An unidentified woman was hospitalized due to major hemorrhaging following what was revealed to be a self-induced abortion. First she told authorities that her baby was wrapped in a blanket in the dumpster, prompting a massive search of her apartment complex. The woman later admitted that the child was in a different location, where it was subsequently recovered by police.

The double-standard in this unbelievably sad story is that it is only an autopsy of the child’s body that will indicate whether or not this mother can be charged with a crime. Paraphrasing a Houston Police Dpt sergeant, the Houstoaborn Chronicle said, “no charges have been filed in the case because it is unknown whether the fetus was alive or viable at the time of birth.”

That means, if the child was born dead (following a ‘successful’ abortion), then the mother cannot be charged with a crime, since abortion (which, by definition, means that a dead baby was delivered after being killed in utero) is legal. If, however, it was born alive (the approximate age of the child, between 20-25 weeks, suggests that viability was a definite possibility), then the mother could be charged with a crime.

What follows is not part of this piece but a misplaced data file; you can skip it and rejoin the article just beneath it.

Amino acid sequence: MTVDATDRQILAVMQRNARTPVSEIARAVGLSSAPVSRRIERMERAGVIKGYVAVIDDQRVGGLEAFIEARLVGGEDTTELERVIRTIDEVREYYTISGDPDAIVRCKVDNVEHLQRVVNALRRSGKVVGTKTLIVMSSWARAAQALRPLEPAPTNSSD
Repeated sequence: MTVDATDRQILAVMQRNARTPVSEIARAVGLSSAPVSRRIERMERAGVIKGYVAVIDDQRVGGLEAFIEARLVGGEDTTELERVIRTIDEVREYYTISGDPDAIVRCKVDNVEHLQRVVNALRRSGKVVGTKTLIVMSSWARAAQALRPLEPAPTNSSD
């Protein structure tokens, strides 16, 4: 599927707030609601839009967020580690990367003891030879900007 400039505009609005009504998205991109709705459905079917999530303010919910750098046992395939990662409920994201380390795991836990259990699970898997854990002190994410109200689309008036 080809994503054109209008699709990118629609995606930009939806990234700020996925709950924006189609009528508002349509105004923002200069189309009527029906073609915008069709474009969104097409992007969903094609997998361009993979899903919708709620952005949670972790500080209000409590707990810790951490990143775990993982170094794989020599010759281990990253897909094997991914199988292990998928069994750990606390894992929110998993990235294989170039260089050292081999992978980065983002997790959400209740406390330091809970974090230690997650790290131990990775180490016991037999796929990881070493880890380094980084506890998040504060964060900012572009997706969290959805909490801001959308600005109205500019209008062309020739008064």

The takeaway: Either way, the baby was murdered by its mother; her intention was the same all along, but the question of where the child died—in utero or out—will determine whether or not a crime was committed.

It’s time to hold the pro-abortion community accountable for the convenient lapses in logic that propagate laws based on shoddy reasoning.
It boggles the mind that professing Christians can support this.

Saturday, February 16, 2013

church history

I've posted a couple of times (here, here) on why one should study Church history. Zach Nielsen references Don Sweeting on the matter:

I sometimes hear people talk about history as if it is the most impractical subject in the world. But that’s simply not true. On the contrary, church history is one of the most helpful studies in the preparation of Christian ministers. It gets us beyond our natural short sightedness, faddishness and pride. It becomes a source of warning, wisdom and encouragement. It provides spiritual sparks to awaken us and lift our eyes so that we might have renewed hope. And it gets us beyond our own American evangelical amnesia. This is all extremely useful. It is a study filled with blessing. Here are his reasons why: